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A fiber for all handiwork

Dry Curauá leaves have wide use; from car parts to clothes and medicines

Published in October 2004

The dry Curawa fiber, an Amazonian plant that belongs the same family as the pineapple, looks just like sisal. But the similarity stops right there. Very soft to the touch, it has as its main characteristic a very high mechanical resistance which gives it, even at reduced width, the capacity to support high tensions. This property makes it a natural substitute for glass fiber. When mixed with other materials that have polypropylene as their base, such as the scraps of blankets and carpets dumped by the textile industry, it turns itself into a composite that is already in use by the automobile industry.

“Some cars are already on the road, such as Volkswagen’s Fox and Polo models, which use the new material in their roofing, in the internal part of the doors and in the cover of the luggage compartment”, says professor Alcides Lopes Leão, from the Agronomy Sciences School of the São Paulo State University (Unesp) at Botucatu, who has been studying the application of plants for some eight years. The interest in Curauá (Ananas erectifolius ) originated from the observation of the use of this material by native when manufacturing ropes, hammocks and fishing nets, products that can testify to its resistance and lightness. For now, the new materials resulting from vegetal fiber just revolve around a few items because the available raw material has not caught up with demand. “Just to attend to Volkswagen’s demand, 100 tons of the fiber will be needed per day. Today the production is 10 tons per month”, Lopes figures out.

In order to get the Curawa fibers onto the market, Unesp has teamed up with he company Pematec-Triangel, from São Bernardo do Campo, which manufactures the structural car parts in the form of a composite. The partnership began in 2000 when the company was sought out by Volkswagen in order to develop parts from new fibers. The car manufacturer’s interest is increasing more and more towards substituting certain parts so that they will not be an environmental problem at the end of the car’s useful life when it is broken up, as well as lowering its weight and making the vehicle lighter. Initially Pematec began its research using jute, which had been heavily used in Europe for applications of this type. But on a visit to Germany, Gilson Romanato, one of the company’s directors, received advise from the Germans themselves that a vegetal fiber better than jute exists in Brazil. On his return the entrepreneur searched for references concerning the fiber and approached professor Lopes Leão, who had already had some scientific papers published on the question.

In one of them the professor tested various fibers, both native and imported, in order to make a comparison of the mechanical properties of each one. Curauá proved to be unbeatable on the resistance issue when compared with wadding, banana, sugarcane bagasse, hemp (marijuana), ramie, sisal, jute, mallow and wood. The other was a research project funded through FAPESP, within the Partnership for Technological Innovation Program (PITE), coordinated by Lopes Leão, which had as its theme the production of composites based on vegetal fibers, such as Curauá, for use in the auto industry. At that time the project’s partner company, named Toro, from the town of Diadema, after having faced serious financial problems, quit its plans to invest in the development of composites.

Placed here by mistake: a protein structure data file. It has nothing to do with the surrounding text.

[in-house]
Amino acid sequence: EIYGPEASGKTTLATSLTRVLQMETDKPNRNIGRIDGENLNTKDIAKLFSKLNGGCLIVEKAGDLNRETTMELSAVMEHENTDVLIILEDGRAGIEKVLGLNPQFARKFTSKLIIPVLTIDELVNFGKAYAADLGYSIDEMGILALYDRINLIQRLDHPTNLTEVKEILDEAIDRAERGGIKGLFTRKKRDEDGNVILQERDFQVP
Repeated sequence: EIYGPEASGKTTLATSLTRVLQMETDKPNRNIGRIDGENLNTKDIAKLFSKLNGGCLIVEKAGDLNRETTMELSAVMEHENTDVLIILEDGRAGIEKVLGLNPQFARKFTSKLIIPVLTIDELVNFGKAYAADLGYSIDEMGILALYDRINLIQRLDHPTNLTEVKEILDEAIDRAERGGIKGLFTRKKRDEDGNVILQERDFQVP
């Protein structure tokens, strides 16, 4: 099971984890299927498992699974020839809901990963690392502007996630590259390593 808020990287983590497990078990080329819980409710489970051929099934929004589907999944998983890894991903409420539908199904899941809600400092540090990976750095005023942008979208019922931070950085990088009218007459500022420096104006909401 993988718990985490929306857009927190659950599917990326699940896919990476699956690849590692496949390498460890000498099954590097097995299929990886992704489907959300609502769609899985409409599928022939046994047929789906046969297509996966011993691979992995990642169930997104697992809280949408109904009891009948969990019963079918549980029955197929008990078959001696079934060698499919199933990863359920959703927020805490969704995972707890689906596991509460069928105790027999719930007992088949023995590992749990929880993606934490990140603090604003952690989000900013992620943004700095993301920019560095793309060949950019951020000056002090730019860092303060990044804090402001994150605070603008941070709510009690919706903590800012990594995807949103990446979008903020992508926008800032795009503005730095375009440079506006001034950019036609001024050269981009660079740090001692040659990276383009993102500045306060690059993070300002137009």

The agreement between Unesp and Toro was wound up and Pematec came in as the hired company to produce parts in accordance with the proposal made by the car manufacturing company.Initially the project developed by the university for the company suggested the Ribeira Valley as one of the possible locations for the cultivation of the plant, but there was still the lack of studies that would evaluate the plant’s adaptation to the region. Shortly afterwards, Pematec purchased a farm in the town of Santarém, in the State of Pará, and began to encourage the local farmers to increase their plantation. “When we arrived there, between 150 and 200 families were involved in the growing the fiber but we believe that by the end of 2005 there will be 400 families involved”, says Romanato. The farm is considered to be a safe supply.

“If there is a lack of fibers or a rainy season that makes drying difficult, we can make use of the fibers from our plantation.” Since July of this year a fiber processing factory, still experimental, has been in operation in Santarém. For now there are some 50 employees, managed by Gilmar Lazarini, an ex-student of Unesp. There the vegetal fibers, around 1.20 meters in length, are cut up into pieces between 5 to 7 centimeters, and mixed in the proportion of 50% with polypropylene textile fibers.

Injection mold parts
After the formation of the composite, sheets are made that are sent to the company’s headquarters in São Bernardo where the plastic parts are manufactured in a process named thermal configuring. Placed in a mold, the layered material is heated until it obtains the final form and cooled within the same environment. Another technique used is injection molding. The cut up fiber, mixed with granulated plastic, is passed through a process called extrusion in which the two materials are synthesized. Afterwards the mixture passes through an injection machine for the molding of the part.